Rock climbing facility opens in Courtenay

A rock climbing gym, conducive to any level of climber, has opened in the Comox Valley.

Wip Climbing held a well-attended grand opening Saturday at its new facility at 30th Street in Courtenay.

“We have a variety of things for all ages and all abilities,” co-owner Josh Muller said. “It’s a really social way of exercising. You spend so much time on the ground socializing with your friend, then go on the wall for 20 seconds and try hard, then you rest for a few minutes.”

Muller is a professional climber who owns Bolder Climbing in Calgary. His business partner, Christiaan de Vries, is a geologist who owns gneiss climbing in Kelowna.

“We both have our independent facilities,” Muller said. “We came together to create this expansion, and this new project.”

While Muller’s gym has catered to adults, de Vries has focused more on the university student crowd. He anticipates the Valley market will be young families looking for activities, especially in winter.

“But at the same time, making sure that we have enough advanced stuff for the advanced climbers,” de Vries said. “My gym in Kelowna, we had a lot of people start that never climbed in their life, and now they’re high-level climbers, four years later. So you’re creating a market, sometimes creating an identity. They start to identify as a climber, it’s something they’re proud of. They do road trips. They kind of plan their life around it.”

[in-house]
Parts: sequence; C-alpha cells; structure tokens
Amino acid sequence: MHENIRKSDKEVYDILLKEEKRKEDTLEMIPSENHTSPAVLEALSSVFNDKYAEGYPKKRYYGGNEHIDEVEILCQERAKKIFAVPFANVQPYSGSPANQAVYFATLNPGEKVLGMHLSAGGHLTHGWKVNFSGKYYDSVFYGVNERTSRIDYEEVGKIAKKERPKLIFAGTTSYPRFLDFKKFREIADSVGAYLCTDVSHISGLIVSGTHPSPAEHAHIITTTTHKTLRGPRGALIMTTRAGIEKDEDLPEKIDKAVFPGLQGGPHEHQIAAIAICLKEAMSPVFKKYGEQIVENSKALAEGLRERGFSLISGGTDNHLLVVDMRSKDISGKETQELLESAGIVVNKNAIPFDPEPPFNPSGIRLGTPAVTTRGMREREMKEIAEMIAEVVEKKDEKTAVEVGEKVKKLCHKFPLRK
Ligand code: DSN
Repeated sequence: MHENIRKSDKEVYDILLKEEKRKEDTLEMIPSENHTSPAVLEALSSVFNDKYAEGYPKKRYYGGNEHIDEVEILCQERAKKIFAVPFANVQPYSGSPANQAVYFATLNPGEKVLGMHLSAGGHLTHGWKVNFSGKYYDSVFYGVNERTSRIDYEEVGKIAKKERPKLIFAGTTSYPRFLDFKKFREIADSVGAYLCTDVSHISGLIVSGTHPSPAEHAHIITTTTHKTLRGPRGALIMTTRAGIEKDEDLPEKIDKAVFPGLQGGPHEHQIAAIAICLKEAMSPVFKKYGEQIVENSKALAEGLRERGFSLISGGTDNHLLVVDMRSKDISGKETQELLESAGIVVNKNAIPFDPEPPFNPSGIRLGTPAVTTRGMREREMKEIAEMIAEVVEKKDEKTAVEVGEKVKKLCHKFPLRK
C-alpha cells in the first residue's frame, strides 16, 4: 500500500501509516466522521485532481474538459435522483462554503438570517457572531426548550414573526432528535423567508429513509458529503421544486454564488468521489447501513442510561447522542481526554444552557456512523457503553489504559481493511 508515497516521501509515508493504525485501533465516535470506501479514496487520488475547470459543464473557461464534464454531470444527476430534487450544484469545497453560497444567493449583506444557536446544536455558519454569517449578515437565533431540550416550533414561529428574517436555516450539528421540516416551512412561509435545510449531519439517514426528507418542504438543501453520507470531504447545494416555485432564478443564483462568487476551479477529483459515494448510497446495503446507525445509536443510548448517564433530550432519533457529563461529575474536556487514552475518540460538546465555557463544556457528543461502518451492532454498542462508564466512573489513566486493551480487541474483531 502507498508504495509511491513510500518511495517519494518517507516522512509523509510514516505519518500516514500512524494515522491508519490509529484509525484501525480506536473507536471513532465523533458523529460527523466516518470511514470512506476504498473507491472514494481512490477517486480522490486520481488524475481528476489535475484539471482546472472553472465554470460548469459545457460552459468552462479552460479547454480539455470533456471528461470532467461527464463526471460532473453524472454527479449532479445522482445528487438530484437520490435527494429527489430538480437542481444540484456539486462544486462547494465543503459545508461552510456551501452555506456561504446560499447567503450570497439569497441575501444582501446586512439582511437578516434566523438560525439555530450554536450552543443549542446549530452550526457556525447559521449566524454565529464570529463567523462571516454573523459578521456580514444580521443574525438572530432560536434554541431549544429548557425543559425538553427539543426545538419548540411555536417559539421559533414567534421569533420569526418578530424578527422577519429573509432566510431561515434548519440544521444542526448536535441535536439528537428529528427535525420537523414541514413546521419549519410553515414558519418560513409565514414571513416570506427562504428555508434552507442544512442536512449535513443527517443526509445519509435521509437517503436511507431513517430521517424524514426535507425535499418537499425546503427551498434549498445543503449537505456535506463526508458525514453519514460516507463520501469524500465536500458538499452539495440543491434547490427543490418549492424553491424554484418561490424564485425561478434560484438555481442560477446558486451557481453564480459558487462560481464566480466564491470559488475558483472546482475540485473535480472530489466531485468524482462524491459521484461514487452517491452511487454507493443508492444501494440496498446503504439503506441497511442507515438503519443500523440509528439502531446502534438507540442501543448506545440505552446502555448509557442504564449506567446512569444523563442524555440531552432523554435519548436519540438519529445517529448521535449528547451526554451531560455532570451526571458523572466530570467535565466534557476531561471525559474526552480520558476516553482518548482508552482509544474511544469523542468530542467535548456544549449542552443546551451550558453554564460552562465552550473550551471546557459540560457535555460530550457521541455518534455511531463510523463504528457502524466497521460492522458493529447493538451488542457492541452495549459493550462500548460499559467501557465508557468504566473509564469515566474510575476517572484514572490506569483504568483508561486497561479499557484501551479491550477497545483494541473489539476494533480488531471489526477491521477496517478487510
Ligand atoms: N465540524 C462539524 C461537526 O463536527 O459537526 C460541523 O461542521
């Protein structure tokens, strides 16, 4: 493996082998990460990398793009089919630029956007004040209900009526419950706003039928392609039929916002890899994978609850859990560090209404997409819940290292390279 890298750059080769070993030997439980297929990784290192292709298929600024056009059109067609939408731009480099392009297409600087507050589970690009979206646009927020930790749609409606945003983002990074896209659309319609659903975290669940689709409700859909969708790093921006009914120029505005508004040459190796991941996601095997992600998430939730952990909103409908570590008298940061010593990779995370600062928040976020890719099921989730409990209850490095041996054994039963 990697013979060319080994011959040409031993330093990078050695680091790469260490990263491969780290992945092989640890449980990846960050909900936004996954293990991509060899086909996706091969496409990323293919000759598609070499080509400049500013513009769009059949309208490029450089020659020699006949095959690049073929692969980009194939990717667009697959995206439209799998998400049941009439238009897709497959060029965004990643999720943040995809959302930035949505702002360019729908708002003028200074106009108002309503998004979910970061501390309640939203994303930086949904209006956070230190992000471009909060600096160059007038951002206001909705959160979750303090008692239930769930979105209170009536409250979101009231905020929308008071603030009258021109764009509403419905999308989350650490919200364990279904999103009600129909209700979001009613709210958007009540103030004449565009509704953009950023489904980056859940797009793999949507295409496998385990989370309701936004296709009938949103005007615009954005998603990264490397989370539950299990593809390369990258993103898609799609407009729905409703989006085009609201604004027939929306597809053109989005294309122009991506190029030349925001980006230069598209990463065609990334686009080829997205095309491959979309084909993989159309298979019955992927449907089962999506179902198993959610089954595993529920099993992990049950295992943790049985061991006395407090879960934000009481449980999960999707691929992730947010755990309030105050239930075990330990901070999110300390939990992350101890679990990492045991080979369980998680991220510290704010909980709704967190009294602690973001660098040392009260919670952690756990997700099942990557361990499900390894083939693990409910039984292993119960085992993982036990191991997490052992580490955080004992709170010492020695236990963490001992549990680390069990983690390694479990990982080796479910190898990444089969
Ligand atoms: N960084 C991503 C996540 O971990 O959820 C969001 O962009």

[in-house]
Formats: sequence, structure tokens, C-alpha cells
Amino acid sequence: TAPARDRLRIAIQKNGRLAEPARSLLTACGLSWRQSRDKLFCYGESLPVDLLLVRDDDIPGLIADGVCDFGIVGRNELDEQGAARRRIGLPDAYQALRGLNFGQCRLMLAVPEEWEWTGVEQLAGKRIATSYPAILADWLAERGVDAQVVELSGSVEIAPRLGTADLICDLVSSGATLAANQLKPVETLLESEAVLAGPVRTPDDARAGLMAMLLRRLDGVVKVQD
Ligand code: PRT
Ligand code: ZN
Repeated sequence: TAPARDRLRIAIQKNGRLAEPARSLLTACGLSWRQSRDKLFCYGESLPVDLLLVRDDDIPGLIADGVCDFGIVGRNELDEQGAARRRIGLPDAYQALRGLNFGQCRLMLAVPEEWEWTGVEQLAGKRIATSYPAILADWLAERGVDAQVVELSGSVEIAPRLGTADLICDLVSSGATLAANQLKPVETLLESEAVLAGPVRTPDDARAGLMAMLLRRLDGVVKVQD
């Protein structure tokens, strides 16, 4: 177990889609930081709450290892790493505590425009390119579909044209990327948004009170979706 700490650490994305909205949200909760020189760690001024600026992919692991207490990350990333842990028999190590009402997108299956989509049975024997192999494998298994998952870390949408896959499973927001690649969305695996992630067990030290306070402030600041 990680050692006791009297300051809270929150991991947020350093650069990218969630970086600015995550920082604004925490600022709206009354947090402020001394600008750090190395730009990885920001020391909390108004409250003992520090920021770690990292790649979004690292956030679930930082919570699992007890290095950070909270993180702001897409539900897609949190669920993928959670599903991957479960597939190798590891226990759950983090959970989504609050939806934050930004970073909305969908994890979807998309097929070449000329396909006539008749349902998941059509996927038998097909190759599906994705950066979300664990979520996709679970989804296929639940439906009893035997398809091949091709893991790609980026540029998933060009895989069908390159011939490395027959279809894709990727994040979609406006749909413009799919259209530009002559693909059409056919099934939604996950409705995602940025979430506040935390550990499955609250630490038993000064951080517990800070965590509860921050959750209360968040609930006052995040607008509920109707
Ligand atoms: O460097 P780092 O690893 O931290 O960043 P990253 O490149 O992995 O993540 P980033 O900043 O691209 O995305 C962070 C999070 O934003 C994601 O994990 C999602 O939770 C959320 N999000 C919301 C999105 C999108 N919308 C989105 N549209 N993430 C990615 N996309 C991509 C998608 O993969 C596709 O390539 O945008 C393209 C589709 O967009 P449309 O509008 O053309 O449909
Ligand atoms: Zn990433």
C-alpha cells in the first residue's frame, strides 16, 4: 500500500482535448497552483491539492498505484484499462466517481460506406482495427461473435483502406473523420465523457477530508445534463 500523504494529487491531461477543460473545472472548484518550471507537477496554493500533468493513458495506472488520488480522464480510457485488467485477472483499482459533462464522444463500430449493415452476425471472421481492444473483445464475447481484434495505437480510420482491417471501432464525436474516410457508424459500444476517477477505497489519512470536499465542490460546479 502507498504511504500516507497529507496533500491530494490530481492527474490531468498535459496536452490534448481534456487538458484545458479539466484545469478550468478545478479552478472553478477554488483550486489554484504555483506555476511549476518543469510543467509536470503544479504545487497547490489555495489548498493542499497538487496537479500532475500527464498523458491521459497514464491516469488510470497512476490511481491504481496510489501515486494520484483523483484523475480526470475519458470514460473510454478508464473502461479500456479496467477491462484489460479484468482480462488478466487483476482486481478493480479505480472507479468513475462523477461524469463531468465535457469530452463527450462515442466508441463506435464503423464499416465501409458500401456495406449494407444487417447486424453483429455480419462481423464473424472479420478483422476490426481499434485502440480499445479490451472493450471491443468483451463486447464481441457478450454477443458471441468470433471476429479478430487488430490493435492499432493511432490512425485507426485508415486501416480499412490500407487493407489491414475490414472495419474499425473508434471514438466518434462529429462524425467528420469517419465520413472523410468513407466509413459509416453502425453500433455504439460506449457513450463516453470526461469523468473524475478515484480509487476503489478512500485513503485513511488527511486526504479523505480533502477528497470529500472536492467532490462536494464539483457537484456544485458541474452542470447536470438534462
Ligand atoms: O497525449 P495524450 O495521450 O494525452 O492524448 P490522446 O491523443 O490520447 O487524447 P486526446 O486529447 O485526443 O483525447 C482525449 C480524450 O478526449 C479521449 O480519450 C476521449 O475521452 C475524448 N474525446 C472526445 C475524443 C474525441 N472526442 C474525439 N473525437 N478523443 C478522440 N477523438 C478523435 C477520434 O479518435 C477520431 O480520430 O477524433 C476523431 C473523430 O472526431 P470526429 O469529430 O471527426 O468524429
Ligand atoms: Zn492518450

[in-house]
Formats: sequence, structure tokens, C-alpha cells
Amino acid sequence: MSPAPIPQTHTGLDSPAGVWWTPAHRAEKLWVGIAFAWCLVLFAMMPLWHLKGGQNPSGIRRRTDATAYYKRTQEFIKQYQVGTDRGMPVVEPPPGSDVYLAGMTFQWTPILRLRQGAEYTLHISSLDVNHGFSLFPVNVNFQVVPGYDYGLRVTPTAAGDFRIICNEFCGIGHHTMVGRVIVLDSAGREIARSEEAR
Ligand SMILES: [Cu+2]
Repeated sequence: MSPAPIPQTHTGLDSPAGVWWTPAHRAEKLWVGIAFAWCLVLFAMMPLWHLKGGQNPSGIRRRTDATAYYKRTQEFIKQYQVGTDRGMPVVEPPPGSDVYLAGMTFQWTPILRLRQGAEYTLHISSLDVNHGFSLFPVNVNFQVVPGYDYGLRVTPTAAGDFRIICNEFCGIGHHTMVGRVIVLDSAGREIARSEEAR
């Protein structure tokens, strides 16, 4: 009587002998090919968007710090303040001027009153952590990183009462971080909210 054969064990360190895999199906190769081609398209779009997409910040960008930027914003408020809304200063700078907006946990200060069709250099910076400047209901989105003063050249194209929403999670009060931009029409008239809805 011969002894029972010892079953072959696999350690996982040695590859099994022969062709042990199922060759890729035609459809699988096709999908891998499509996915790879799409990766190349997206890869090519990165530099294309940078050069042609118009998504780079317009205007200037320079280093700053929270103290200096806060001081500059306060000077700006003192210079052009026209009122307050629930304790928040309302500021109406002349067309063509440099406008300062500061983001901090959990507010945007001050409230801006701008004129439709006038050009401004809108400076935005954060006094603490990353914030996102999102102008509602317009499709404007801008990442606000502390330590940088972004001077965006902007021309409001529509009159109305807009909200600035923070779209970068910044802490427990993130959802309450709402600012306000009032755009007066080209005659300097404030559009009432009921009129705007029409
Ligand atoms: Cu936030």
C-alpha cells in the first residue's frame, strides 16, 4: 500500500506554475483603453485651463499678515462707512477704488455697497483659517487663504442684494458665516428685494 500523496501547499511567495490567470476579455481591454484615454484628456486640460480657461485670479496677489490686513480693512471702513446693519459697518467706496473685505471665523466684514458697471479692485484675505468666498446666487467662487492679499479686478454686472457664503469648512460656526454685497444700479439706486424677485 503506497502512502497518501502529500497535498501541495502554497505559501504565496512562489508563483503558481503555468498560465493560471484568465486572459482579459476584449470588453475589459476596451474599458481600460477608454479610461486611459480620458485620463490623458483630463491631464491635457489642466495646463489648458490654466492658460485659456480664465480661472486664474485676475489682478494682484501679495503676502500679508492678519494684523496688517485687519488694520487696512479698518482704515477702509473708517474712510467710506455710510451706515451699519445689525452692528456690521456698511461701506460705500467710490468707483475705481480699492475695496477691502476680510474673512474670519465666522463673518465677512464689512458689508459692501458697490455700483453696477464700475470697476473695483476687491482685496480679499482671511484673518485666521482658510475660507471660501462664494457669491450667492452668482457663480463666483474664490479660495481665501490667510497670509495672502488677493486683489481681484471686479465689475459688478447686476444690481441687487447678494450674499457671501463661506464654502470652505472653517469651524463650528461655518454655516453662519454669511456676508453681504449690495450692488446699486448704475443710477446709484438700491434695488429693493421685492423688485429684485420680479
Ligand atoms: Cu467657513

Wip stands for Work in Progress, but as Muller explains, it’s also a play on words.

“In climbing, we have this term called, ‘To take a whipper.’ It means to take a big fall in climbing.”

The ground floor at Wip Climbing contains several walls, some with ropes. The upstairs contains a fitness/weight training area, a children’s party room and a MoonBoard. The latter is a training tool that simulates the hardest levels of climbing.

“Basically, this board exists everywhere in the world,” Muller said. “The same holds, the same angle of wall, same placement of each hold. And everybody creates a holder problem. On this board alone, there’s 55,000 holder problems.”

Which sheds some light on the cerebral element of rock climbing.

“There’s a lot of analogies to soccer,” de Vries said. “The top soccer players aren’t necessarily the fastest or the strongest, but they’re the best decision-makers. Climbing, at that high level, gets down to decision-making. Am I going to put my foot here, or there? Or use my toe or use my heel? It becomes an exercise in patience under exertions.”

Wip Climbing is located at 780-30th St. in Courtenay. It is open seven days a week.


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